Osmel Almaguer

“Equality, I don’t know who the lunatic was who invented that idea!”  I heard that statement while on my way to a friend’s house.  It managed to shake me completely out of my thoughts.  It came from the back of a mechanic’s workshop, whose front I was happening by.  The words were from a strong, masculine voice, and by his pronunciation I could tell that it belonged to someone uneducated.

A while earlier I had crossed paths with a beggar. “Could you give a peso, please?”  At least he was polite.  I didn’t give him the peso; I had just reviewed my personal budget and had calculated forty eight pesos and sixty centavos (about $2 USD).  The worst thing was that this was only one day after having gotten paid, meaning I’d have to spend another month depending on “whatever falls.”

“Whatever falls” it is a metaphor; nothing falls from the sky.  In my case, I’m referring to any work I might be able to get with some magazine or newspaper.

In any case, returning to the beggar, he caught my attention because he was the first one I’d ever seen in the Alamar housing projects.  I’d seem all types of flamboyant characters here: drunks, sleeping their stupor off on any corner, and “nuts” speaking incoherently or mumbling curious truths.  But beggars? – this was the first one.

Beggars are plentiful in the urban centers of Havana, in the districts like Plaza, Old Havana, or Centro Havana… That’s why I found it more than curious —indeed worrisome— to have stumbled upon one here in Alamar.  I figured that if this omen has arrived in this outlying neighborhood, it means that within a short time they’ll be so many you won’t be able to walk through them.

Sure, beggars exist for all types of reasons.  There are those people who have lost control of their life, those who are disconnected from social structures (ex-cons, people who’ve been kicked out of their homes, the elderly, etc.) but there are also those who have taken this road as a means of subsistence, as well as other options they rely on.  Some have even ended up doing pretty well.

This is why most of people distrust beggars.  I’ve occasionally run into ones that have more money in their little boxes than I do in my pockets.  And as a general rule, beggars usually solicit money from people who are just about as bad off as they are, with the exception being those who beg from tourists.

Therefore, from the monetary point of view and thinking about the mechanic’s statement, beggars and people who work are the same.  However, it shouldn’t be like this.  Those people who work are offering the fruits of their labor to society and pay for everything they consume from it.  Those who beg on the streets, though, don’t contribute anything, though they constitute a reflection or evidence of the defects of that society.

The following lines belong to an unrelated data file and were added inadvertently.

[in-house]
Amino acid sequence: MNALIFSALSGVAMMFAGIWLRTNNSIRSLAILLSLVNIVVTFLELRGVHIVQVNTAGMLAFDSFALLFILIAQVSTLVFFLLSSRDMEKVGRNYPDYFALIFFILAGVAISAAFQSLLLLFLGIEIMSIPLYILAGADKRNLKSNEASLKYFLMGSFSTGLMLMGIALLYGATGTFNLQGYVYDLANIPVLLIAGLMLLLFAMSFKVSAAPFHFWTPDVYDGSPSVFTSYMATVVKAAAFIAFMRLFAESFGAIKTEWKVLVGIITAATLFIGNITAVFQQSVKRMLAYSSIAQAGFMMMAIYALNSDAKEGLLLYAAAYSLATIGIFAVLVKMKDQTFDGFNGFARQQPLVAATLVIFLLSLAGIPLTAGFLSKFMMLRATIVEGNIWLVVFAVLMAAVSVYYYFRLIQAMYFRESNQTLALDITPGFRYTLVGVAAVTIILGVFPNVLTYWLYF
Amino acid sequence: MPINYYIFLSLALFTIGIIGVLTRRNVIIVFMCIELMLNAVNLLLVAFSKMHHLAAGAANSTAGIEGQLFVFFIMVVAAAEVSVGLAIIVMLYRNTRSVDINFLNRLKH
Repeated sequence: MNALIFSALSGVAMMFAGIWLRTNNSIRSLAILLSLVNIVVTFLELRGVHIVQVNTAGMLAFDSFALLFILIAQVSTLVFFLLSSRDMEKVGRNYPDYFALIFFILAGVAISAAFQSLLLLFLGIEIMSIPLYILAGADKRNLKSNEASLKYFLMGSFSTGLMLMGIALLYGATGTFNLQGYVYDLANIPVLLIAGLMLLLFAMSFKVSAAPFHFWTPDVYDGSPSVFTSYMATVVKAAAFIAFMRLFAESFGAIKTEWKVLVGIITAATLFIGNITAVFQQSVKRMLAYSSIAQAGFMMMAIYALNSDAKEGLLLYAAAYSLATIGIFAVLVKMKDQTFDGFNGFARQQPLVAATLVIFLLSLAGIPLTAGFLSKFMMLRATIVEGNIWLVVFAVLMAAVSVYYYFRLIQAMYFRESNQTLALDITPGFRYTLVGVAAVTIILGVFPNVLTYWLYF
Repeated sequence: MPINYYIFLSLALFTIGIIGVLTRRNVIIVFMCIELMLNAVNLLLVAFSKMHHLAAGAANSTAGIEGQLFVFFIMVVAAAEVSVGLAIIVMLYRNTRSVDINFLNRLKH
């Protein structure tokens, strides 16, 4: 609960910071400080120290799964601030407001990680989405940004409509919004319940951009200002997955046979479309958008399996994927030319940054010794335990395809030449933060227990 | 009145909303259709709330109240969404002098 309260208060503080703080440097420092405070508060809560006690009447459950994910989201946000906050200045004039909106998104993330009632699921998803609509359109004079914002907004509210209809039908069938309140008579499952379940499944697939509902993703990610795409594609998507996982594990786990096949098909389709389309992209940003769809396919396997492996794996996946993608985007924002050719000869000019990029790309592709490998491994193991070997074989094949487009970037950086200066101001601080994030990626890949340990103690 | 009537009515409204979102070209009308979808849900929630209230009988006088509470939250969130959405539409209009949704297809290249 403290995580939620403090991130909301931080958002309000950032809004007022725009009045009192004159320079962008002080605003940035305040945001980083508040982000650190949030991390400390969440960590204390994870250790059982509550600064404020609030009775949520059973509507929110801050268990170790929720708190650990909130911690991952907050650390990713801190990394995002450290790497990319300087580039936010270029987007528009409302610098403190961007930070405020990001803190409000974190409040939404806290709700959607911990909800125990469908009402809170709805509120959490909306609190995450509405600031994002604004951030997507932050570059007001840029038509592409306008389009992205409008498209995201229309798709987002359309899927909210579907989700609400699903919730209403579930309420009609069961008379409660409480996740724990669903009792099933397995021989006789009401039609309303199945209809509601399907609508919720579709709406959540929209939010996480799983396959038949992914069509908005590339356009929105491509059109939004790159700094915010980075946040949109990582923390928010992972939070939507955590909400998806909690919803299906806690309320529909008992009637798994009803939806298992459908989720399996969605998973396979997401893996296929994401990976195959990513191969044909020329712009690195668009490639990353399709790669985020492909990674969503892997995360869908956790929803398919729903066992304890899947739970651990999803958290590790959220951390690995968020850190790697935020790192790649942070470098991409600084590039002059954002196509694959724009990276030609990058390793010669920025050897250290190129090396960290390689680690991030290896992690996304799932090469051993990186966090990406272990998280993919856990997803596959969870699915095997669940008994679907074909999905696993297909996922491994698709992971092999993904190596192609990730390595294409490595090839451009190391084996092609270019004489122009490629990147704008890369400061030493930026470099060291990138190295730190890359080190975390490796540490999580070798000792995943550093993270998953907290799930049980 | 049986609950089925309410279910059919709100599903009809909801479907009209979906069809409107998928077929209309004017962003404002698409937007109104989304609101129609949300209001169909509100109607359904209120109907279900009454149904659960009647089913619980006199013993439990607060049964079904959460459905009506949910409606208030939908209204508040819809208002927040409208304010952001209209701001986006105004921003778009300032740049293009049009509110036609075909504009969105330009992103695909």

The lunatic who invented equality didn’t design it for himself, his relatives or his friends.  The lunatic who invented equality resembles the beggars by the fact that he lives off the sweat of the common people, however he makes them believe that they are the beggars.


osmel

Osmel Almaguer:Until recently I would to identify myself as a poet, a cultural promoter and a university student. Now that my notions on poetry have changed slightly, that I got a new job, and that I have finished my studies, I’m forced to ask myself: Am I a different person? In our introductions, we usually mention our social status instead of looking within ourselves for those characteristics that define us as unique and special. The fact that I’m scared of spiders, that I’ve never learned to dance, that I get upset over the simplest things, that culminating moments excite me, that I’m a perfectionist, composed but impulsive, childish but antiquated: these are clues that lead to who I truly am.

0 thoughts on “Equality or Equity, Dream or Reality?

  • A country’s level of civilization is discernable by how it treats its paupers.

    Anyhow, major religions-Christianity, Buddhism, Jainism and Hinduism, ect have pauperism built into them. Monks feed themselves through alms, priests pass the collection plate, and Sadhus also rely on charity. Back to the founding figures of these religions, pauperism is in fact a frequent feature of important prophets, theologians or thinkers. Jesus cared for blind beggars, and Buddha begged, for instance. Spirituality and physical poverty have an interesting link, and I think the “lumpenproletariat” is essential for religion.

    A point on equality-pauperism has a unique type of inverse hierarchy. A beggar who is missing a limb or suffered some other horrible life misfortune is more successful as a beggar because people understand and are compassionate with the person. Therefore, those who actually did suffer in life are frequently the most “successful” paupers (if you call missing a limb…

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